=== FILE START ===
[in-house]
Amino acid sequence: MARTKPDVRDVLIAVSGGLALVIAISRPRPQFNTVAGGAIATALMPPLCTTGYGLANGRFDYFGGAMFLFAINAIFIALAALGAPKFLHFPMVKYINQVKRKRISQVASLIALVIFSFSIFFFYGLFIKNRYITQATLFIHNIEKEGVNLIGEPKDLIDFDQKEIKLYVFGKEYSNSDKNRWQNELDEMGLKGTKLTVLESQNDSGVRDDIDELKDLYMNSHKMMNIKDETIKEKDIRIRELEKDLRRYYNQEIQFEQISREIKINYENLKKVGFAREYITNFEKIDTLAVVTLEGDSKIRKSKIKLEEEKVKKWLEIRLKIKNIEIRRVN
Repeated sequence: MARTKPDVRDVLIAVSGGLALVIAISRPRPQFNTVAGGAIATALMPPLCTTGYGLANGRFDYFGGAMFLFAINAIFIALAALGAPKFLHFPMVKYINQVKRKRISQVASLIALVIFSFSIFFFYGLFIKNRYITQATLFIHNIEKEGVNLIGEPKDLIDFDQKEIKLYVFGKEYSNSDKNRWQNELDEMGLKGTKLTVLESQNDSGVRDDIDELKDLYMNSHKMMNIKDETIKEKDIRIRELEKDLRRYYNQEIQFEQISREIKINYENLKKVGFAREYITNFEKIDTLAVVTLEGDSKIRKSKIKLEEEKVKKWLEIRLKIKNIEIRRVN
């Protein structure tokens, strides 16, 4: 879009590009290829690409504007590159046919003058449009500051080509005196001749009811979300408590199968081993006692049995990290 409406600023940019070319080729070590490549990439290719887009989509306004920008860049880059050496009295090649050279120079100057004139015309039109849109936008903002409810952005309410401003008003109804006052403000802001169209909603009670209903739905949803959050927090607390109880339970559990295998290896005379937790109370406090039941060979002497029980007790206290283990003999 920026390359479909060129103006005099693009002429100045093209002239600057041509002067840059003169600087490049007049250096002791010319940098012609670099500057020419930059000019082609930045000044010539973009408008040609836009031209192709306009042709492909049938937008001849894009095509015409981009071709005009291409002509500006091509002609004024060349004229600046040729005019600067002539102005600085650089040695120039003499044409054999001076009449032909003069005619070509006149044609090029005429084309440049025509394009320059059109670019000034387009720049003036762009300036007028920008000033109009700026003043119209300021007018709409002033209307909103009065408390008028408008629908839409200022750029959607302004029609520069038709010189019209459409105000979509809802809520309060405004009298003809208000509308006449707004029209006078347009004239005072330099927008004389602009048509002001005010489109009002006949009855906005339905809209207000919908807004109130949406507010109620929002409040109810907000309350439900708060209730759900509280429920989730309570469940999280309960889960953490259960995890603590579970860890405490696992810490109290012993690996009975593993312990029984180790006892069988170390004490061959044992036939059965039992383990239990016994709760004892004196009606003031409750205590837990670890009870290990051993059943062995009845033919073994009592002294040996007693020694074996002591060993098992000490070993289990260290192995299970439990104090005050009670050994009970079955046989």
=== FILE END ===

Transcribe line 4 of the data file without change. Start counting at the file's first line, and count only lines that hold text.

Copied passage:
């Protein structure tokens, strides 16, 4: 879009590009290829690409504007590159046919003058449009500051080509005196001749009811979300408590199968081993006692049995990290 409406600023940019070319080729070590490549990439290719887009989509306004920008860049880059050496009295090649050279120079100057004139015309039109849109936008903002409810952005309410401003008003109804006052403000802001169209909603009670209903739905949803959050927090607390109880339970559990295998290896005379937790109370406090039941060979002497029980007790206290283990003999 920026390359479909060129103006005099693009002429100045093209002239600057041509002067840059003169600087490049007049250096002791010319940098012609670099500057020419930059000019082609930045000044010539973009408008040609836009031209192709306009042709492909049938937008001849894009095509015409981009071709005009291409002509500006091509002609004024060349004229600046040729005019600067002539102005600085650089040695120039003499044409054999001076009449032909003069005619070509006149044609090029005429084309440049025509394009320059059109670019000034387009720049003036762009300036007028920008000033109009700026003043119209300021007018709409002033209307909103009065408390008028408008629908839409200022750029959607302004029609520069038709010189019209459409105000979509809802809520309060405004009298003809208000509308006449707004029209006078347009004239005072330099927008004389602009048509002001005010489109009002006949009855906005339905809209207000919908807004109130949406507010109620929002409040109810907000309350439900708060209730759900509280429920989730309570469940999280309960889960953490259960995890603590579970860890405490696992810490109290012993690996009975593993312990029984180790006892069988170390004490061959044992036939059965039992383990239990016994709760004892004196009606003031409750205590837990670890009870290990051993059943062995009845033919073994009592002294040996007693020694074996002591060993098992000490070993289990260290192995299970439990104090005050009670050994009970079955046989």